Autoimmune diseases

Inhibitor of adaptor protein shows self-antigen selectivity

Credit: Raki Halder/Alamy Stock Photo

Patients suffering from autoimmune diseases are usually treated with immunosuppressive drugs, leaving them prone to infection. Now, reporting in Science Translational Medicine, Alarcon and colleagues show that a small molecule inhibitor of the adaptor protein NCK, which acts downstream of the T cell receptor (TCR), is highly potent in different models of autoimmune conditions, without affecting immune responses to infectious agents.

NCK is a modular adaptor protein that connects different transmembrane receptors to multiple intracellular signalling pathways and is a crucial regulator of the actin cytoskeleton. In mature T cells, antigen stimulation triggers the recruitment of NCK to the TCR — an interaction that is particularly important for TCR signalling in response to weak antigens.

Using virtual screening and combinatorial chemistry, the authors developed AX-024, an orally available low-molecular weight compound that specifically inhibits the interaction of NCK with the cytoplasmic tail of the TCR subunit CD3ɛ. In vitro, AX-024 potently inhibited the release of cytokines by T cells in response to anti-CD3-mediated TCR stimulation, but did not seem to disrupt other cellular functions of NCK.

In vivo experiments in mice and rats demonstrated that AX-024, administered orally or by intraperitoneal injection, was well tolerated, even at high doses. In the mouse model of imiquimod-induced psoriasis, daily oral treatment with AX-024 significantly reduced skin thickening and attenuated psoriasis-like symptoms of inflammation. In the ovalbumin-antigen-induced asthma model, it prevented allergic airway sensitization, and in the experimental autoimmune encephalomyelitis model of multiple sclerosis (MS), treatment with AX-024 was more effective than current MS drugs such as glatiramer acetate and cladribine. Even when treatment was delayed until the onset of neurological symptoms, AX-024 had therapeutic efficacy. This was comparable to treatment with the MS drug fingolimod (albeit with slightly slower kinetics). However, in contrast to fingolimod, the therapeutic effect of AX-024 persisted even after the treatment was discontinued.

“AX-024... promotes differentiation of CD4+ effector cells towards anti-inflammatory CD4+ T cell subsets and FOXP3+CD4+ regulatory T cells”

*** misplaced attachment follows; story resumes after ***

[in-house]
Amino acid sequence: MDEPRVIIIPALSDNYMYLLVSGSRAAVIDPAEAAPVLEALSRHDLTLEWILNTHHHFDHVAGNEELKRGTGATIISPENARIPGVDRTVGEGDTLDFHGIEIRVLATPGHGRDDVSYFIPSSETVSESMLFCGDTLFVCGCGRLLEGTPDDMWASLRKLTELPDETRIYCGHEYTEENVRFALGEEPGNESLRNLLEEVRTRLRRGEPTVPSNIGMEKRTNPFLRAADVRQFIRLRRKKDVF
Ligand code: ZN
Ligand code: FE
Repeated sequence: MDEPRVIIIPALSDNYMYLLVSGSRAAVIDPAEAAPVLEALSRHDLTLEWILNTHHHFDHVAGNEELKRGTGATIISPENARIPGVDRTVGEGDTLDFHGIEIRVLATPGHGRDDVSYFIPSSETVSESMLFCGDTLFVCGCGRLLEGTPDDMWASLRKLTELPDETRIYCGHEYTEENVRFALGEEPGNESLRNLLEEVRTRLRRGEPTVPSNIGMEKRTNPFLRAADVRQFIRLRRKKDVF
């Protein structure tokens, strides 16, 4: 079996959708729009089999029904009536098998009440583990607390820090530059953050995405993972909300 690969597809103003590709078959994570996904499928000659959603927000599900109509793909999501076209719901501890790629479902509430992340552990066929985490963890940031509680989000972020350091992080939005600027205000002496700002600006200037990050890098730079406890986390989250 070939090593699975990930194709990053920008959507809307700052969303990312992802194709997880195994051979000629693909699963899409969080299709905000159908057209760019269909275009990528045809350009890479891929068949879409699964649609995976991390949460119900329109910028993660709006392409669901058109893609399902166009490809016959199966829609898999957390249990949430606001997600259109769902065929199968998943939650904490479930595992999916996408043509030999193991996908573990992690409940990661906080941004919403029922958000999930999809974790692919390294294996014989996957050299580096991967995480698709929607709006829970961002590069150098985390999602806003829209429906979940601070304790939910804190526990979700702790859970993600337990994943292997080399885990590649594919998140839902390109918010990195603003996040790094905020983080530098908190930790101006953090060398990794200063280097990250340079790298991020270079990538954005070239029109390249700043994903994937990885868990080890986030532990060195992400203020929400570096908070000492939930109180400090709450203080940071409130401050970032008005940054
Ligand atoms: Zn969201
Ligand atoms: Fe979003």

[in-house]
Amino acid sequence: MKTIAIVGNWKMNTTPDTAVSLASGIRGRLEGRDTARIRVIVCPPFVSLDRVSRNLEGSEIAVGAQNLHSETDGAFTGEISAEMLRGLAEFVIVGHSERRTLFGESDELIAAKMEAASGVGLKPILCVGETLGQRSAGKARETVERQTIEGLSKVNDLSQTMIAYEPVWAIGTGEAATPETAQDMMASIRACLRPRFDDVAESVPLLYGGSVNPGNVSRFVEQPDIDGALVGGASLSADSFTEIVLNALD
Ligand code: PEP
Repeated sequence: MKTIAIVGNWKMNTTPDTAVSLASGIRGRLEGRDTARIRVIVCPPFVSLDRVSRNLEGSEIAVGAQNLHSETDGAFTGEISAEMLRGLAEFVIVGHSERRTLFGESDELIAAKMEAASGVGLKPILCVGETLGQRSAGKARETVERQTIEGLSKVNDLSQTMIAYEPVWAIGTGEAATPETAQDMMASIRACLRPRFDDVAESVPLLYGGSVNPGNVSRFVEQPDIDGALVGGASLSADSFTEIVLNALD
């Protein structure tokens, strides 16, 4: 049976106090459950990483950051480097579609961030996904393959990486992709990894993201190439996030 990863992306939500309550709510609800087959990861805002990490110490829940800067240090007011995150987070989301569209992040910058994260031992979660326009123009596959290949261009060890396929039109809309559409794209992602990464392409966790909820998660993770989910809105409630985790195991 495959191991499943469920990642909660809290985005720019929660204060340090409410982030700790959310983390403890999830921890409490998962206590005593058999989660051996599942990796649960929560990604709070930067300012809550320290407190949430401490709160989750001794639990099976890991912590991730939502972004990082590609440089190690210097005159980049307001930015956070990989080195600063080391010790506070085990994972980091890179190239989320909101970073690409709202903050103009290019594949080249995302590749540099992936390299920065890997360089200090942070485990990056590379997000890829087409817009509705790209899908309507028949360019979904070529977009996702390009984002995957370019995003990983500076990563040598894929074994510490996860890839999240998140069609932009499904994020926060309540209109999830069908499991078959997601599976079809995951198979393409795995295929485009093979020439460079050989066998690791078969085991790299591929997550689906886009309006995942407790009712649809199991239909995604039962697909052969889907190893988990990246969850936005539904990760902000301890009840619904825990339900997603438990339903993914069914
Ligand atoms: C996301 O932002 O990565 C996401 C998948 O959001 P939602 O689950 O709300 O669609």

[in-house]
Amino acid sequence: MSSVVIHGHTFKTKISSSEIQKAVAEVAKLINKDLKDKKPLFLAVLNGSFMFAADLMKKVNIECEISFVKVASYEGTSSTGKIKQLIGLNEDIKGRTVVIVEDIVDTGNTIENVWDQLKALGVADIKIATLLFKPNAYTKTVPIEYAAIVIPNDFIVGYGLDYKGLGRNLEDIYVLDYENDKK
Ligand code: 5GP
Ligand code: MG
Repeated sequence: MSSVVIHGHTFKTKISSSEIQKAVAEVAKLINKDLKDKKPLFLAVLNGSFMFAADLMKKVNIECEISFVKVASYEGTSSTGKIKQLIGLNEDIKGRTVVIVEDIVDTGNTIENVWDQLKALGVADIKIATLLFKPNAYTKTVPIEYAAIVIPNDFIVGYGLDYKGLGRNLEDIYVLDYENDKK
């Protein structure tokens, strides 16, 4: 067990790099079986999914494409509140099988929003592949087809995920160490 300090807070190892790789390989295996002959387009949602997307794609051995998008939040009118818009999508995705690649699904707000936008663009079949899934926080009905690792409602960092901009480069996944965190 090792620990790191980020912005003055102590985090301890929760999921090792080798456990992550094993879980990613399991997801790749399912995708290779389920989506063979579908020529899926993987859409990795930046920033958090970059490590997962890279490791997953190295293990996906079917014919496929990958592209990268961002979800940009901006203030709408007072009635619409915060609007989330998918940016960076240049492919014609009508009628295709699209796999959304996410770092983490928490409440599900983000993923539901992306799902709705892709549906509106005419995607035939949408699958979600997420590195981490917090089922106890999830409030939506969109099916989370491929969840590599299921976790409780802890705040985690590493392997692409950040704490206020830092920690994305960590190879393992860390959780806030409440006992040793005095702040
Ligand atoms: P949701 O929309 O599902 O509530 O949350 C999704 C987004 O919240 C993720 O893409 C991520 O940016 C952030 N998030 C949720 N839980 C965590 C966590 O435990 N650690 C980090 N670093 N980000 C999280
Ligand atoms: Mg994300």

Further ex vivo and in vivo experiments indicated that AX-024, by altering the quality and/or strength of the TCR signal, promotes differentiation of CD4+ effector cells towards anti-inflammatory CD4+ T cell subsets and FOXP3+CD4+ regulatory T cells — providing an explanation for the lasting effects of the drug. Surprisingly, treatment with AX-024 did not impair the generation of protective memory T cell responses after vaccination with a poxviral CD8+ T cell epitope, and it did not affect survival rates after viral challenge with ectromelia virus, which causes mousepox.

The authors point out that the mechanism of selectivity for self-antigens versus pathogen-derived antigens is not completely understood but may lie in the differential requirement for NCK recruitment to the TCR in response to weak versus strong antigens. As AX-024 directly interferes with TCR signalling, it is an attractive candidate as a broad-spectrum agent for autoimmune and inflammatory conditions. Phase Ia/Ib clinical trials have been completed in healthy volunteers.

This article is modified from the original in Nat. Rev. Drug Discov. (http://dx.doi.org/10.1038/nrd.2017.5)

References

  1. 1

    Borroto, A. et al. First-in-class inhibitor of the T cell receptor for the treatment of autoimmune disease. Sci. Transl. Med. 8, 370ra184 (2016)

    Article  PubMed  Google Scholar 

Download references

Authors

Rights and permissions

Reprints and Permissions

About this article

Verify currency and authenticity via CrossMark

Cite this article

Flemming, A. Inhibitor of adaptor protein shows self-antigen selectivity. Nat Rev Immunol 17, 81 (2017). https://doi.org/10.1038/nri.2017.5

Download citation

Search

Nature Briefing

Sign up for the Nature Briefing newsletter — what matters in science, free to your inbox daily.

Get the most important science stories of the day, free in your inbox. Sign up for Nature Briefing